(Reuters) – Former world number six Carla Suarez Navarro has confirmed her participation at the French Open, which starts on Sunday, a month after she said she had been cured of cancer.
The 32-year-old Spaniard said in September that she was diagnosed with early-stage Hodgkin’s lymphoma and would need to go through six months of chemotherapy.
“It makes me tremendously excited to be able to participate in Roland Garros,” she said on the website of the Spanish tennis federation.
“I have been working these last few months to give myself the opportunity to compete one last time in Paris.
“I am looking forward to jumping on to the court and feeling again how special this tournament has always been for me.”
Suarez Navarro, who is currently ranked 118th in the world, returned to practice in December and said last month she had completed her treatment and was cured.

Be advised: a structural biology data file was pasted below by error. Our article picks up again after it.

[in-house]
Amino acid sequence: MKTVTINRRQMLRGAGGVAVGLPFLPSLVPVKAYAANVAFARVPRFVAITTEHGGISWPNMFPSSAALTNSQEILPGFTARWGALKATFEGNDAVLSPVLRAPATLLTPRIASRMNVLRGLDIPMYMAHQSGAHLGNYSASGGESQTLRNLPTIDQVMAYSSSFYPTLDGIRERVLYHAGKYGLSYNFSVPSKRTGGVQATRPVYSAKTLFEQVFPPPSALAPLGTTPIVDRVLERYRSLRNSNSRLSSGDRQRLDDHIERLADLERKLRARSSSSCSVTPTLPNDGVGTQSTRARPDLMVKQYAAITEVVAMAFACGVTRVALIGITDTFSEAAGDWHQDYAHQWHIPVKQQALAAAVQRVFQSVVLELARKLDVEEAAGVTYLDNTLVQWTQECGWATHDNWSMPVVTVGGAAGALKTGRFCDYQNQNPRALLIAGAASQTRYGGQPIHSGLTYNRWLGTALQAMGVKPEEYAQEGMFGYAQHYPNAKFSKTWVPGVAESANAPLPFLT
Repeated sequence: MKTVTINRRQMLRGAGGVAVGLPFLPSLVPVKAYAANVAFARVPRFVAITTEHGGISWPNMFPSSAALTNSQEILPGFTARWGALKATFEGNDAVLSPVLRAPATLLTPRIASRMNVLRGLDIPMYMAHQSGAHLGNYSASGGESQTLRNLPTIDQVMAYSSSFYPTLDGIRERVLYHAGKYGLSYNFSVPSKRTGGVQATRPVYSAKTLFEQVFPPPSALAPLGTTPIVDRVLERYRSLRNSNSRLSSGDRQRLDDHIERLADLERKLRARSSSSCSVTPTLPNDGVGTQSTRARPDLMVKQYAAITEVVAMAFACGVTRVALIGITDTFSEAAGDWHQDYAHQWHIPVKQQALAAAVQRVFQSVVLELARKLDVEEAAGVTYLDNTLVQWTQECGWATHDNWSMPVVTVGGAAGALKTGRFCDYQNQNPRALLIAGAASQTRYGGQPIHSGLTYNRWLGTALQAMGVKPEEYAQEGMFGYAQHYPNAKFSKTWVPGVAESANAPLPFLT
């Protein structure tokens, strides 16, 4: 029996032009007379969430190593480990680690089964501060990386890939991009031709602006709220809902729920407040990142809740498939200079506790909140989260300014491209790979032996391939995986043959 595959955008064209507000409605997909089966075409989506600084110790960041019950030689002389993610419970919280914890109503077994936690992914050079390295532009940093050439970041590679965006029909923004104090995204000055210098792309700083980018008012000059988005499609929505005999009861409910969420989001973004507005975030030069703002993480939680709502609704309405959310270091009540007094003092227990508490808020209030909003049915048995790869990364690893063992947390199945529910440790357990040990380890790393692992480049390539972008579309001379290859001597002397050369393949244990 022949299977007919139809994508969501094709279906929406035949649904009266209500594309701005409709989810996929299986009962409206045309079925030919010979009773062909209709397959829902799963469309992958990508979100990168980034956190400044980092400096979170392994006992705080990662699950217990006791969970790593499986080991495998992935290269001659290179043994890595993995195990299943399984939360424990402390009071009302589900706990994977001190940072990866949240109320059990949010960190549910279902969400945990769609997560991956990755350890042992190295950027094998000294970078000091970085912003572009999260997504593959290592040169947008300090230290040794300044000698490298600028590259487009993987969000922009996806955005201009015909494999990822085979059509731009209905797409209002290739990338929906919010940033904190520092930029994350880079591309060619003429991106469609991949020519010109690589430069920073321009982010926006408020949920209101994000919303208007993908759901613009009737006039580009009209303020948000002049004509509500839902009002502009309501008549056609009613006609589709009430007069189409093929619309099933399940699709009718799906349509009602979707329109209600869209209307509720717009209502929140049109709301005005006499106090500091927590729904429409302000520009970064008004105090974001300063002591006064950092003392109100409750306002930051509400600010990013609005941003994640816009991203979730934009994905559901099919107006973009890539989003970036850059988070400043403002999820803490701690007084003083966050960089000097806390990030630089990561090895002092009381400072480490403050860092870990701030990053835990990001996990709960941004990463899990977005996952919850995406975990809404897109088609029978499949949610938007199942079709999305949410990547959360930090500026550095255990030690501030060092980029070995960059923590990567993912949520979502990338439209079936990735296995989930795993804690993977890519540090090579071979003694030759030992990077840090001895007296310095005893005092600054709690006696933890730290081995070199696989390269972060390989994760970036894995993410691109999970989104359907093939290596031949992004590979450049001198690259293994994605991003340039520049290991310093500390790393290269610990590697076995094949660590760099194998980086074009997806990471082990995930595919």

She had said in late 2019 that she intended to quit at the end of 2020 but now wants to keep playing after her final season was interrupted by the COVID-19 pandemic and health issues.
The two-time French Open quarter-finalist, known for one of the best backhands in the women’s circuit, had planned to compete at last year’s U.S. Open but withdrew a week before the Grand Slam was to begin.
She revealed her diagnosis a week later, saying doctors told her she had a small, curable lymphoma that was detected at an early stage.
“Tennis has given me many things and I have always wanted to say goodbye on a court,” she said.
“Roland Garros has given me some of the best moments of my career. My first great result was produced on these courts, I have very good memories after all these years and it is a joy to be able to come for the last time to compete in Paris.
“They are going to be some very beautiful days and I hope to be able to enjoy them to the maximum.”
(Reporting by Sudipto Ganguly in Berhampore, India; editing by Stephen Coates)